European Banks: Pre-Stress Test

The market awaits for the European Bank Supervisors to provide more details about the stress tests. If the market has a better sense of the robustness of the stress tests it might lift some uncertainty among investors.

There are several reasons why investors are anxious. Many of these are listed here, cobbled together from various media reports. This is not meant to be exhaustive, but suggestive of some of the key issues.

1. The credit default swaps for Europe's top banks are about 50% higher than for US top banks.

2. Europe's top 20 banks trade at a discount to book value of a bit more than 10%. The top 20 US banks trade at a modest premium to book value.

3. The IMF projects that by the end of this year, US banks would have written down about 7% of their assets, while euro zone banks would have written down about 3%.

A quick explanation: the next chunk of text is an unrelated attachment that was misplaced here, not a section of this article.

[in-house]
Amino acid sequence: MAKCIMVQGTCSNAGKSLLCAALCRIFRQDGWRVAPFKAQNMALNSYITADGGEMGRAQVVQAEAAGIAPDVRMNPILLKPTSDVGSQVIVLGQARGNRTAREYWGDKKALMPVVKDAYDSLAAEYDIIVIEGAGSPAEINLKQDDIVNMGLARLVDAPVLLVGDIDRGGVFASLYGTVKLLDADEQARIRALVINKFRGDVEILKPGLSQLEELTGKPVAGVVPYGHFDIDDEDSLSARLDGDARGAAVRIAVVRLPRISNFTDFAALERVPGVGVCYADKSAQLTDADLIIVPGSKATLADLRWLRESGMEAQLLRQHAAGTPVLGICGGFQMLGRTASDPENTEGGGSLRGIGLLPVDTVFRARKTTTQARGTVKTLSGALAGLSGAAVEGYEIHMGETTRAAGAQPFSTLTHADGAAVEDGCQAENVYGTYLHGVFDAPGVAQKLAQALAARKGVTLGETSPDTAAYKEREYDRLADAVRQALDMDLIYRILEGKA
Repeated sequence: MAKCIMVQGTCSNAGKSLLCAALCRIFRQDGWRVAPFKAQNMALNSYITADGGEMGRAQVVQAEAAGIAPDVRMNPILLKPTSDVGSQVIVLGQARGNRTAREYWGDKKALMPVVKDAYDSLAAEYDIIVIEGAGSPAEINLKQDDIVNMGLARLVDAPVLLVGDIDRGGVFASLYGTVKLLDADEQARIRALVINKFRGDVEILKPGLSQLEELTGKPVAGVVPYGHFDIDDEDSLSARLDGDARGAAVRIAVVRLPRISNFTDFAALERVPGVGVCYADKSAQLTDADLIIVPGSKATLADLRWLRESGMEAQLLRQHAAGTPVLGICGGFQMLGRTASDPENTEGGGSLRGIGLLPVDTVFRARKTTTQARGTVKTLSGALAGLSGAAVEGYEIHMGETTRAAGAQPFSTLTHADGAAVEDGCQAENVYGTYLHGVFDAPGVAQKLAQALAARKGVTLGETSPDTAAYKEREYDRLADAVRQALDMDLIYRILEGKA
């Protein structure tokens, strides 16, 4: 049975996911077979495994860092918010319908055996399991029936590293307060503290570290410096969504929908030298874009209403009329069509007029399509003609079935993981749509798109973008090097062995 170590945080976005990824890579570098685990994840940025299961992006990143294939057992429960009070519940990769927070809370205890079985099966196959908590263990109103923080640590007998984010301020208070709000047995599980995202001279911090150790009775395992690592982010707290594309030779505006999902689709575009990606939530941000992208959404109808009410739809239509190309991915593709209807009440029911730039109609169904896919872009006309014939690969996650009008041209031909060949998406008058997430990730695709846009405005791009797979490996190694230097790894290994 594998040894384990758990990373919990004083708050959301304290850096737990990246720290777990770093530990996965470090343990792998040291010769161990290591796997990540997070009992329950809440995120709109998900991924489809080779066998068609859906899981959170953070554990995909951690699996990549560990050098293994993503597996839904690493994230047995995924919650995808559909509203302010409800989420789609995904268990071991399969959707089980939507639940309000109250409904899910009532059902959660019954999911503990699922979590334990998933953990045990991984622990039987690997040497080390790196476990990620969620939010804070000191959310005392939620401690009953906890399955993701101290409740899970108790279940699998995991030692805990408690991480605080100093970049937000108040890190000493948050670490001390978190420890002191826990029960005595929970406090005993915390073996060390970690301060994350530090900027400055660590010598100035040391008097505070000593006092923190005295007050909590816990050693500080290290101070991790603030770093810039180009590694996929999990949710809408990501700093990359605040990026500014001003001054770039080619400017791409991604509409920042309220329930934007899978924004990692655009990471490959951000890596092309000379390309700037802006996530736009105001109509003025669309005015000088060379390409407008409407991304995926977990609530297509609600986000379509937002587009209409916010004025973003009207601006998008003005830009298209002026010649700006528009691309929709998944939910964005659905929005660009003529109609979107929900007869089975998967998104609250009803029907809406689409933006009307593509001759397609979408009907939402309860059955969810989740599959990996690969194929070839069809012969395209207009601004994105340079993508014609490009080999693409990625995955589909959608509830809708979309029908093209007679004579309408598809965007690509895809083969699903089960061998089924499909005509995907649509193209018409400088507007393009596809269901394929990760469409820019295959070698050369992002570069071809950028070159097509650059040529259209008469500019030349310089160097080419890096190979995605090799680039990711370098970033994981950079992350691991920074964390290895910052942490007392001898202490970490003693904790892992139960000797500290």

4. The BIS reports that at the end of last year European banks had assets valued at 31.1 trillion euros--some 3.5 times more than US banks. Given that the economies are roughly comparable, it points to significantly greater leverage.

5. In late '08, EU leaders pressed for an accounting change to allowed banks to avoid marking down asset values to the plunged market values unless default was thought likely. Some reports suggest this accounting shift helped "save" billions of euros.

6. It is not immediately clear what happens to a bank that is judged to need for capital. That said, several countries have bank funds that might be able to be drawn upon.
European Banks: Pre-Stress Test European Banks: Pre-Stress Test Reviewed by Marc Chandler on July 07, 2010 Rating: 5
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